Communities are groups that are densely connected among their members, and sparsely connected with the rest of the network. Community structure can reveal abundant hidden information about complex networks that is not easy to detect by simple observation. There are many large-scale complex networks (systems) in the real world whose structure is not fully understood. A great deal of research has been carried out to uncover the structures of these real world networks, to improve the ability to manage, maintain, renovate and control them. With the help of varied approaches, it is possible to shed light on the general structure of these networks, and further understand their function.
Network science methods have been used in various settings [1, 2] including social,[3, 4] information, transportation, energy, ecological, disease,  and biological networks. [10, 11, 12,13] In most of these cases we can find clear community structures, which are usually associated with specific functions. However, to date, most detection methods have limitations, and there is still a lot of room to develop more general approaches.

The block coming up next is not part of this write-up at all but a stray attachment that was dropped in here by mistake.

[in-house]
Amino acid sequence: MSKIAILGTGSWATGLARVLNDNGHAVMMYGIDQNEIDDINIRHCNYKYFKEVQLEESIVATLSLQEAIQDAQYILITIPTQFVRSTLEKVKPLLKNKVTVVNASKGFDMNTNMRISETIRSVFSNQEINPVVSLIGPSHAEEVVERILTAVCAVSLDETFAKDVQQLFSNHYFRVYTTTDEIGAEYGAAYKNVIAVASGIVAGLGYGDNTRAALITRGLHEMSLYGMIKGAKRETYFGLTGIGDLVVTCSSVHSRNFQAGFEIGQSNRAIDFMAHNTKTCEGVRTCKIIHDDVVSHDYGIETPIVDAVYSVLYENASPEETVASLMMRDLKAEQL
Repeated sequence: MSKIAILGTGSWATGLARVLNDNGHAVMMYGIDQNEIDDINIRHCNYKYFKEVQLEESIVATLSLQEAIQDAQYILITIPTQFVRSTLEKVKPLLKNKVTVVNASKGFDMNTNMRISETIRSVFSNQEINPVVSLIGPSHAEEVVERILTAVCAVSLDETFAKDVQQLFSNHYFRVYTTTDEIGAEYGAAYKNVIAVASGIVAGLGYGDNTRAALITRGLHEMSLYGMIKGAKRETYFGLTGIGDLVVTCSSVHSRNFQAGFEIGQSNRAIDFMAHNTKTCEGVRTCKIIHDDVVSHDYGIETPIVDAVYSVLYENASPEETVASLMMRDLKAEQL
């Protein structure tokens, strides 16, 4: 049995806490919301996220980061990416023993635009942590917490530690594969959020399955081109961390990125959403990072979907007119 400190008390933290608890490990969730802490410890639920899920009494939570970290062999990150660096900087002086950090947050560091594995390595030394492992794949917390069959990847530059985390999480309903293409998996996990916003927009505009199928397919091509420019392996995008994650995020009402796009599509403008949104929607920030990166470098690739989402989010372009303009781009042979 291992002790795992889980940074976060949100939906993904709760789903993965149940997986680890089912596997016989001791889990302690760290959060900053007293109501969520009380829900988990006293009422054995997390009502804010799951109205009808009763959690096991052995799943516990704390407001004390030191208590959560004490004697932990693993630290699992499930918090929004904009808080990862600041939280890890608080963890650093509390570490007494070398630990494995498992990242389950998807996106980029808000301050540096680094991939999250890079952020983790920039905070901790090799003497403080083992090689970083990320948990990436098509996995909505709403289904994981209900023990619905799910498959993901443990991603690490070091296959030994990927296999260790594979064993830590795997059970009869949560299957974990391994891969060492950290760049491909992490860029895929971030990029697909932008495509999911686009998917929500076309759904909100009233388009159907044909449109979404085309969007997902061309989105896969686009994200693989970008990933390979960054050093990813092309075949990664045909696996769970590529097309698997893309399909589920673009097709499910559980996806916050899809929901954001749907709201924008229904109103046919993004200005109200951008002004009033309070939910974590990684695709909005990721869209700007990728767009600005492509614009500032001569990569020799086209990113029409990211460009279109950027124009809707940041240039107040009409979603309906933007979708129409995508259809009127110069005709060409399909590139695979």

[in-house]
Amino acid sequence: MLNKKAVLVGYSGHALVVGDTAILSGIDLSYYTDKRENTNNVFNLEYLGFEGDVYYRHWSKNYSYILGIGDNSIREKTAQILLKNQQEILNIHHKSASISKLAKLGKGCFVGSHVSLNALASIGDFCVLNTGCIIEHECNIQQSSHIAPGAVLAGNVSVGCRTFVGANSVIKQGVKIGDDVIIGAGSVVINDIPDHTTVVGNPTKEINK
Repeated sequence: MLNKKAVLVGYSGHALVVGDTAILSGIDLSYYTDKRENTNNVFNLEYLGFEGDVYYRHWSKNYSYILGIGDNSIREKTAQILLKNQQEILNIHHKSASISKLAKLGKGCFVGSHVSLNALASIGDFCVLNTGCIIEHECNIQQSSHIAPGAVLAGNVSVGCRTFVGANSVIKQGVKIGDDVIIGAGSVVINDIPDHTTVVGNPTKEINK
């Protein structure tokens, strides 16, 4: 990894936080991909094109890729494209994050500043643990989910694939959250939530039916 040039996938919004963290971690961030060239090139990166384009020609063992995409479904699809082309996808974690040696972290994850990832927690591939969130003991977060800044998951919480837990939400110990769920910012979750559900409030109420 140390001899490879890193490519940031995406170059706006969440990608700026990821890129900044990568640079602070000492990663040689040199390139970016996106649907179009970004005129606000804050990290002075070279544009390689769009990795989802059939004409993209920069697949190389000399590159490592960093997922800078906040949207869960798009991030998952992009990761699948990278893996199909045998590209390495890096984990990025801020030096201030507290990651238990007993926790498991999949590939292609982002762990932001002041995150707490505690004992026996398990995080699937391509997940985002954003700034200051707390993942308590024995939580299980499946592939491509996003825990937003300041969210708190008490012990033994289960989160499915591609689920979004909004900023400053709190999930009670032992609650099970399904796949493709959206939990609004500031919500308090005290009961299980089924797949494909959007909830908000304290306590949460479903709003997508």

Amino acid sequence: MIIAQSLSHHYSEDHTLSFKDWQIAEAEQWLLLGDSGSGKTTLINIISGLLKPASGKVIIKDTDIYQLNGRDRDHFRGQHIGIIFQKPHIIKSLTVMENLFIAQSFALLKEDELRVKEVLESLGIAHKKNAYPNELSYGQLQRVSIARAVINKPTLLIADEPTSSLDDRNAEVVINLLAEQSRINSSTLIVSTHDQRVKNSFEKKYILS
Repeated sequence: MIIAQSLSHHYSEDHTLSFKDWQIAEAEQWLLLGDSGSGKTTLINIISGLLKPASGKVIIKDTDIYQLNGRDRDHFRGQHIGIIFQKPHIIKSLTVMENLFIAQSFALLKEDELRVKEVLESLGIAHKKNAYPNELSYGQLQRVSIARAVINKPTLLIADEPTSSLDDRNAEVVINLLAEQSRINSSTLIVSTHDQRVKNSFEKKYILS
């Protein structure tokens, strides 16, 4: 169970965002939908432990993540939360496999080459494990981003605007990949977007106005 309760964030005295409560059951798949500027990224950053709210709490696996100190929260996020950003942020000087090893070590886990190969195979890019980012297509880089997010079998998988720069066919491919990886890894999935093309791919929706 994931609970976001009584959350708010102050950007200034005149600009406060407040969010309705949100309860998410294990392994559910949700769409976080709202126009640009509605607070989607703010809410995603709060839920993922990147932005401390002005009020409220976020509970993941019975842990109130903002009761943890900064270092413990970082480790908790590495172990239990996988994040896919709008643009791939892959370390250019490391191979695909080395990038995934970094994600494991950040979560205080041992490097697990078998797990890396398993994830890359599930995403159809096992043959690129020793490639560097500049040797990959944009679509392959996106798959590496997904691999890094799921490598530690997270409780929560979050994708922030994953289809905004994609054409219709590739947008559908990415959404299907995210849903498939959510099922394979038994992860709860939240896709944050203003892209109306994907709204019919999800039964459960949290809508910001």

Some methods [13, 14,29, 34, 38, 39, 40] force every node to be assigned to a single community. This assumption doesn't always reflect real world networks, where several overlapping communities can co-exist. For example, in social networks, a person may have family relationship circles, job circles, friend circles, social circles, hobby circles and so on. Algorithms that can discover overlapping communities [16, 17, 18, 19, 20, 21, 22, 23] have been developed, and recently, methods to detect link communities [20, 24, 25] have been presented.
The concept of a link community is useful for discovering overlapping communities, as edges are more likely to have unique identities than nodes, which instead tend to have multiple identities. In addition, statistical,  information-theoretic [35, 48, 53] and synchronization and dynamical clustering approaches [49, 50, 58, 59, 60] have also been developed to detect communities.
Via Ashish Umre, june holley